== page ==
04/01/2016 - King Kong was inflexible
Tübingen/Frankfurt, 01/04/2016. Scientists from the Senckenberg Center for Human Evolution and Palaeoenvironment in Tübingen and from the Senckenberg Research Institute in Frankfurt examined the demise of the giant ape Gigantopithecus. In their study, published recently in the scientific journal “Quaternary International,” they reach the conclusion that the presumably largest apes in geological history died due to their insufficient adaptability. Analyses of fossil tooth enamel show that the primates were restricted to forested habitats.
It is well documented that the giant ape Gigantopithecus was huge – but beyond this fact, there are many uncertainties regarding the extinct ancestor of the orangutan. Size indications vary from 1.8 to 3 meters, and weight estimates between 200 and 500 kilograms. And there are various theories regarding its diet as well: Some scientists assume a strictly vegetarian lifestyle, while others consider the ape a meat eater, and a few believe that its diet was exclusively limited to bamboo. “Unfortunately, there are very few fossil finds of Gigantopithecus – only a few large teeth and bones from the lower mandible are known,” explains Prof. Dr. Hervé Bocherens of the Senckenberg Center for Human Evolution and Palaeoenvironment (HEP) at the University of Tübingen, and he continues, “But now, we were able to shed a little light on the obscure history of this primate.”
Together with his colleagues from the Senckenberg Research Institute, Prof. Dr. Friedmann Schrenk and PD Dr. Ottmar Kullmer, as well as other international scientists, the biogeologist from Tübingen examined the fossil giant ape’s tooth enamel in order to make inferences on its diet and to define potential factors for its extinction. “Our results indicate that the large primates only lived in the forest and obtained their food from this habitat,” explains Bocherens, and he adds, “Gigantopithecus was an exclusive vegetarian, but it did not specialize on bamboo.”
The team of researchers studied stable carbon isotopes in the tooth enamel of the large primates – which are able to reveal information about the animals’ dietary habits even after several million years. The examined teeth came from China and Thailand – among them the first record of Gigantopithecus, which was discovered by paleoanthropologist Gustav Heinrich Ralph von Koenigswald in 1935 among a collection of fossils from a Chinese pharmacy. The results show that the giant ape’s habitat was restricted to forested areas – even though the ape was presumably too heavy to climb trees. This was the case both in China and Thailand, where open savannas would have been available in addition to the wooded landscapes.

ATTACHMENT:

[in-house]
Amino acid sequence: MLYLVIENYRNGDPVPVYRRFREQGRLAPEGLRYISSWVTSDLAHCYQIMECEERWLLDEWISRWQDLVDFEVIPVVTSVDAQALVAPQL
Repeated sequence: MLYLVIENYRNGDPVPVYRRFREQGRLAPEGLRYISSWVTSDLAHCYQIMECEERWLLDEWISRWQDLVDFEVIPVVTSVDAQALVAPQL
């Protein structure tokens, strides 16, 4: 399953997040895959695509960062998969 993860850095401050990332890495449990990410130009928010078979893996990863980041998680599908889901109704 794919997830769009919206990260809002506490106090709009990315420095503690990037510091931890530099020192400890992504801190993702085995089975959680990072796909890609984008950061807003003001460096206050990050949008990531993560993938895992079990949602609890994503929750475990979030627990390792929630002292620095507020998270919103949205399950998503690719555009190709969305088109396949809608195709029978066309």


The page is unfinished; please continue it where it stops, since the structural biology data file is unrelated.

“In order to be able to comprehend the evolutionary history of primates, it is important to take a look at their diet,” explains Bocherens, and he adds, “Our results also contribute to a better understanding of the reasons that led to the giant ape’s extinction.”
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To study and understand nature with its limitless diversity of living creatures and to preserve and manage it in a sustainable fashion as the basis of life for future generations – this has been the goal of the Senckenberg Gesellschaft für Naturforschung (Senckenberg Nature Research Society) for almost 200 years. This integrative “geobiodiversity research” and the dissemination of research and science are among Senckenberg’s main tasks. Three nature museums in Frankfurt, Görlitz and Dresden display the diversity of life and the earth’s development over millions of years. The Senckenberg Nature Research Society is a member of the Leibniz Association. The Senckenberg Nature Museum in Frankfurt am Main is supported by the City of Frankfurt am Main as well as numerous other partners. Additional information can be found at www.senckenberg.de.
The University of Tübingen